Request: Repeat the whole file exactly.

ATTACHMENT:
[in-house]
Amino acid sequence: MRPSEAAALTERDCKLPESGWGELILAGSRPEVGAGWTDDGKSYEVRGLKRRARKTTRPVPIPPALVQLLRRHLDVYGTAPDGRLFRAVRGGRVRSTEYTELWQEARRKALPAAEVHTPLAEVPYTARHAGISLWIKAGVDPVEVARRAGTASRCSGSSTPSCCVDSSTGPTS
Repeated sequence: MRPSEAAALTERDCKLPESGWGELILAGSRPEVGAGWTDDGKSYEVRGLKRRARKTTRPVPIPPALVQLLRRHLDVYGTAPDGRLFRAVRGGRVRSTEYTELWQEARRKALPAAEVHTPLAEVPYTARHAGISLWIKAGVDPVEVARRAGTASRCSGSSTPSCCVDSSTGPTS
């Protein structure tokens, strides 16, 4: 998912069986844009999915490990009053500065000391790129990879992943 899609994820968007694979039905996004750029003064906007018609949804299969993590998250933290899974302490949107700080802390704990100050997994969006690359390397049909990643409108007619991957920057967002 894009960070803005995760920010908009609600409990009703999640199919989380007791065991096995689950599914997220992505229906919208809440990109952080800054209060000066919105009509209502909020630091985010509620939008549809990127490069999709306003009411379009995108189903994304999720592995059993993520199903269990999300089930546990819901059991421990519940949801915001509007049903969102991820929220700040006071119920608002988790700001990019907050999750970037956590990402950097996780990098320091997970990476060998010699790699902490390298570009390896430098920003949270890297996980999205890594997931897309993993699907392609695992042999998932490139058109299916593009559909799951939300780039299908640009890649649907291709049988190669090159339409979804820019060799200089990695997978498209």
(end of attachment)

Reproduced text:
[in-house]
Amino acid sequence: MRPSEAAALTERDCKLPESGWGELILAGSRPEVGAGWTDDGKSYEVRGLKRRARKTTRPVPIPPALVQLLRRHLDVYGTAPDGRLFRAVRGGRVRSTEYTELWQEARRKALPAAEVHTPLAEVPYTARHAGISLWIKAGVDPVEVARRAGTASRCSGSSTPSCCVDSSTGPTS
Repeated sequence: MRPSEAAALTERDCKLPESGWGELILAGSRPEVGAGWTDDGKSYEVRGLKRRARKTTRPVPIPPALVQLLRRHLDVYGTAPDGRLFRAVRGGRVRSTEYTELWQEARRKALPAAEVHTPLAEVPYTARHAGISLWIKAGVDPVEVARRAGTASRCSGSSTPSCCVDSSTGPTS
């Protein structure tokens, strides 16, 4: 998912069986844009999915490990009053500065000391790129990879992943 899609994820968007694979039905996004750029003064906007018609949804299969993590998250933290899974302490949107700080802390704990100050997994969006690359390397049909990643409108007619991957920057967002 894009960070803005995760920010908009609600409990009703999640199919989380007791065991096995689950599914997220992505229906919208809440990109952080800054209060000066919105009509209502909020630091985010509620939008549809990127490069999709306003009411379009995108189903994304999720592995059993993520199903269990999300089930546990819901059991421990519940949801915001509007049903969102991820929220700040006071119920608002988790700001990019907050999750970037956590990402950097996780990098320091997970990476060998010699790699902490390298570009390896430098920003949270890297996980999205890594997931897309993993699907392609695992042999998932490139058109299916593009559909799951939300780039299908640009890649649907291709049988190669090159339409979804820019060799200089990695997978498209």